Top Ten Tuesday is an original feature/weekly meme created by The Broke and the Bookish
March 28: Top Ten Authors I'm Dying To Meet / Ten Authors I Can't Believe I've Met (some other "meeting authors" type spin you want to do)
I had a rather wild idea with this one. I’m taking a small liberty, but it’s about authors meeting authors: Top Ten Authors who might accidentally bump into each other in a bar, and cause an uncomfortable, awkward, humorous, and tempestuous scene. I’m just going to start writing and see where this goes.
We start at the Eagle and Child Pub, where Professors C.S. Lewis and J.R.R. Tolkien are want to discuss, linguistics, etymology, mythology, theology and the like. They are enjoying a nice warm English Beer, and their pipes, when Ernest Hemingway makes a grand entrance. He saunters up to the impeccably dressed British Gentlemen, in his wrinkled linen shirt and Bermuda shorts to ask,
What’s the best drink in this bar boys?
Lewis: it’s a pub my good man.
Hemingway: They serve booze?
Lewis: Of course.
Hemingway: Then it’s a bar. Hey, ain’t you the brains that write about leprechauns n monsters?
Hemingway: Whatever, let me try the brew, eh Mate? He grabs Prof. Tolkien’s glass, takes a long draught, and spits it out cursing profusely.
Hemingway: Barkeep, double martini, extra dry, EXTRA cold, or I’ll cut your throat.
Tolkien and Lewis begin speaking Latin to one another, hoping Hemingway will leave them, but it is unnecessary as at this time, Evelyn Waugh and George Eliot walk into the pub. They are hailed by the shouts of regular patrons:
Allo Evelyn; evenin George.
Hearing the name Evelyn, Hemingway thinks it sounds hopeful and he strolls up to the two newcomers.
Hemingway (to Eliot): Allow me to introduce myself Evelyn – Ernest Hemingway, world famous adventurer.
Waugh: Yes, I recognize you old man. Allow me to introduce you to my friend, (Waugh winks), George Eliot.
Hemingway: She’s George? Who are you?
Waugh: Evelyn Waugh ole bean, I thought you recognized me.
Hemingway, visibly baffled: Brits are nuts. Barkeep, where’s that martini?
Next Jack London staggers in, sees Hemingway at the bar and shouts:
Hemingway, turns angrily and growls, Jack I told you never to call me that.
London: Take it easy Papa, I’ll buy you a drink and we’ll get this place going.
This quiets Hemingway for a bit until Virginia Woolf enters. London whistles a long cat call on spying her, immediately piquing Hemingway’s interest. He saunters toward her and says
Evening ma’am, Ernest Hemingway, world famous adventurer.
Before she can respond, a tall and sinister figure emerges from a dark corner, pulling gently on a glowing cigarette. He takes Woolf’s arm, gently, and says to Hemingway,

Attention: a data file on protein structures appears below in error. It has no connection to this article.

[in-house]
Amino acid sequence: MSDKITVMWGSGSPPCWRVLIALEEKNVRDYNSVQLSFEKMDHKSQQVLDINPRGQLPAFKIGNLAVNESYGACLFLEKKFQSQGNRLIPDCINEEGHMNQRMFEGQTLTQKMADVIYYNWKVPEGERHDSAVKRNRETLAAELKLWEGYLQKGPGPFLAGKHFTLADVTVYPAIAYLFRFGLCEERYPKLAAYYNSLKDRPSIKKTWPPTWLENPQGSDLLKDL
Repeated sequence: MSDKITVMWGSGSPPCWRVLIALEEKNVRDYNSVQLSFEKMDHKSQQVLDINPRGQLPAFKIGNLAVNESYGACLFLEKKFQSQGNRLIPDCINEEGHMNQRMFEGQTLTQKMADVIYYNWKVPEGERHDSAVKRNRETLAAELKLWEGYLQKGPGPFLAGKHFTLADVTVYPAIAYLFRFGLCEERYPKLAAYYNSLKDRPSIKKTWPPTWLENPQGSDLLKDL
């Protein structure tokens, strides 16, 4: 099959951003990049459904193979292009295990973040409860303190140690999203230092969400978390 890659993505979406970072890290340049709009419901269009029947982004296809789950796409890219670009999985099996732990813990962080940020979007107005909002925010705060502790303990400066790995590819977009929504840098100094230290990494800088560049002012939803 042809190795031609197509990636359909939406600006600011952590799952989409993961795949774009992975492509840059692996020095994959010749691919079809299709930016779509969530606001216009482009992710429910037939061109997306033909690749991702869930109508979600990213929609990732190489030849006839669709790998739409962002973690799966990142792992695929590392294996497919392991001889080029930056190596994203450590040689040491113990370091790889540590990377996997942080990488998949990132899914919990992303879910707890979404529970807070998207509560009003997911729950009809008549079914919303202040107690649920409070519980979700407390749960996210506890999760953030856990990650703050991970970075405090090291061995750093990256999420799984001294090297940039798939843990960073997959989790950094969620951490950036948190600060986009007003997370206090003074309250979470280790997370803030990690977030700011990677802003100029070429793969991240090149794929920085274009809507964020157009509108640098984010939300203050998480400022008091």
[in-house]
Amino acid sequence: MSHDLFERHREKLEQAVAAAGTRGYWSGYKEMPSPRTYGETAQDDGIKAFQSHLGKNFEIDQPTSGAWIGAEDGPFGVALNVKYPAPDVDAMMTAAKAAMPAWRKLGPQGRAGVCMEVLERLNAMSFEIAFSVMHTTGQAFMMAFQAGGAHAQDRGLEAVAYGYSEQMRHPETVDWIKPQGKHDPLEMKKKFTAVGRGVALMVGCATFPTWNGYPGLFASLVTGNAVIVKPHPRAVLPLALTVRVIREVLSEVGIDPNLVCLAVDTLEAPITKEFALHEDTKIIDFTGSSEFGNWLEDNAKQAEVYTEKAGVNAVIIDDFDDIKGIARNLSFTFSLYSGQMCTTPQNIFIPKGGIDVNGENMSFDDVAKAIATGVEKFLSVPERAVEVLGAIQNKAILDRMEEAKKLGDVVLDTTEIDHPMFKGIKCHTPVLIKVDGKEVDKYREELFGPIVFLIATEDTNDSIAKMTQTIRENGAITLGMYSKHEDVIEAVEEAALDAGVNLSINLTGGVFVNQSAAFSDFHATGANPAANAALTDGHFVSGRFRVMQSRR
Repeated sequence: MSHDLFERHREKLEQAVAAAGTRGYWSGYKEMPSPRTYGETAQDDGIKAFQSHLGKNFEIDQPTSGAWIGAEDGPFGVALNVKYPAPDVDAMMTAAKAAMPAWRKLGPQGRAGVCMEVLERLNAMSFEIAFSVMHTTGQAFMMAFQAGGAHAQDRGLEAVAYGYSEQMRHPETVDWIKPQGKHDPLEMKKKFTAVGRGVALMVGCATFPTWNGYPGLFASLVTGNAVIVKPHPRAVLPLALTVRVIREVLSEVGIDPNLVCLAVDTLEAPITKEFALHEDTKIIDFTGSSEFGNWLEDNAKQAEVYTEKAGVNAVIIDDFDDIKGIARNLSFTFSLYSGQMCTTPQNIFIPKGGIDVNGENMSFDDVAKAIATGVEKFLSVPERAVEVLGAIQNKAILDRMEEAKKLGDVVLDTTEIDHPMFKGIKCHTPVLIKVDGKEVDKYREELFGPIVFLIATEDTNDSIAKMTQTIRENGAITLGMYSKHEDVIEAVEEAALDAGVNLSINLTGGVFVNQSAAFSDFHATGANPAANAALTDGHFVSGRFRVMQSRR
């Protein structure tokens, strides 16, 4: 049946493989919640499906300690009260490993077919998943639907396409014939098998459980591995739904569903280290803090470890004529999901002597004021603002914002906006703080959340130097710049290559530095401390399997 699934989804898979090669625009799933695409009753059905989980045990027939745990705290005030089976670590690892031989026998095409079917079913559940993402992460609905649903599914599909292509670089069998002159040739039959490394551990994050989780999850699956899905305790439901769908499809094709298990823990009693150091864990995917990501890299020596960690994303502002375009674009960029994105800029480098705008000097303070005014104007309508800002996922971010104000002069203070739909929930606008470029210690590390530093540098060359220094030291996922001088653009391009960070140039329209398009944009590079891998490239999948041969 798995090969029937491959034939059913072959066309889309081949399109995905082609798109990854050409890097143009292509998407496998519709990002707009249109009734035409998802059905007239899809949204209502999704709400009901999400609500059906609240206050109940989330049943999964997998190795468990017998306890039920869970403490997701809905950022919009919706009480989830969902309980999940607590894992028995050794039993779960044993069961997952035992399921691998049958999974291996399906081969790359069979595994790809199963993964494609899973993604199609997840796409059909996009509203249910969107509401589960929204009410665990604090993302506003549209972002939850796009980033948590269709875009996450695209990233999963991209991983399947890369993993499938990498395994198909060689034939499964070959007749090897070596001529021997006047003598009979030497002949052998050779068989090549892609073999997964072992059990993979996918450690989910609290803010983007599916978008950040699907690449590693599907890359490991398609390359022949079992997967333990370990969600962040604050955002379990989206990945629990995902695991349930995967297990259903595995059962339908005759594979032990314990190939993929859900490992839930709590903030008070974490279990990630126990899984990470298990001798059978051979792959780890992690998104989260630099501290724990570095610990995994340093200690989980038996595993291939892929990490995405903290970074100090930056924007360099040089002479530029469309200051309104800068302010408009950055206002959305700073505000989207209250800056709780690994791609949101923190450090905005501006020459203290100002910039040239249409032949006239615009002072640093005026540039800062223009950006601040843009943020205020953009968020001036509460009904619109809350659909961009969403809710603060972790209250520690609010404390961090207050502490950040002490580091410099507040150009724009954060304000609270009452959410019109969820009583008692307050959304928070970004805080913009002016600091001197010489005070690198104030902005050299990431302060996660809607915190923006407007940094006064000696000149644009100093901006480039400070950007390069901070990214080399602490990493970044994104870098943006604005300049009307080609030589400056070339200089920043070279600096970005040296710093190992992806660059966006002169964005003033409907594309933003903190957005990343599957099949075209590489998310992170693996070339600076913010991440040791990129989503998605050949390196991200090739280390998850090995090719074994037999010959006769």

I beg your pardon, Mr….what was it? Adventurer? Just because the lady’s name is Woolf does not mean she keeps their company. Then he turns to Woolf and begins: Allow me to introduce myself Ms. Woolf, I am…
Woolf: Yes Mr. Fleming, you are known to me.
Ian Fleming: Not half as well as I will be. Virginia – be a lamb and ask the barman for a dry vodka martini, Russian vodka if they have it, very dry, shaken not stirred. And get yourself something too – something strong.
Woolf: Can’t you walk to the bar Mr. Fleming?
Fleming: I’d rather watch you make the trip.
Meanwhile, Hemingway knowing he was outdone, had rejoined London at the bar. Malcolm Lowry crawls into the pub, literally crawls, and calls out:
Hem! Jack! Help!
They rush to his side, and ask,
What is it Malcolm, what’s the matter?
Lowry: I needa gedoo the bar.
When they get him to the bar, they meet a jovial young dandy, bit of an idler, telling jokes and buying rounds. They are entertained, and Hemingway asks,
So, what’s your name then mate?
The idler: Jerome
Hemingway: Last name?
The idler: Jerome
Hemingway a bit annoyed: First name?
The idler: Jerome
Hemingway, squints, wrinkles his nose, and then punches Jerome K. Jerome in the mouth.
A glorious row ensues, with Hemingway and London fighting all comers. Malcolm Lowry helps himself to some unattended glasses, Ian Fleming subdues several patrons, nearly spills his martini, and then leaves via back entrance with Virginia Woolf. Evelyn Waugh and George Eliot are content to watch, as is Jerome K. Jerome, though he makes notes of the entire debacle, while holding a cold cloth to his split lip. Tolkien and Lewis do not notice the to do, as they are entirely engrossed in the old English etymology of certain modern English conjunctions. Eventually, the din dies down, the patrons disperse, and the pub prepares to close. A last lone denizen, unnoticed and alone in a dark corner, leaves quietly and says goodnight to the barman,
Goodnight Thomas. Says the barman to Thomas Pynchon.
Oops - that was eleven.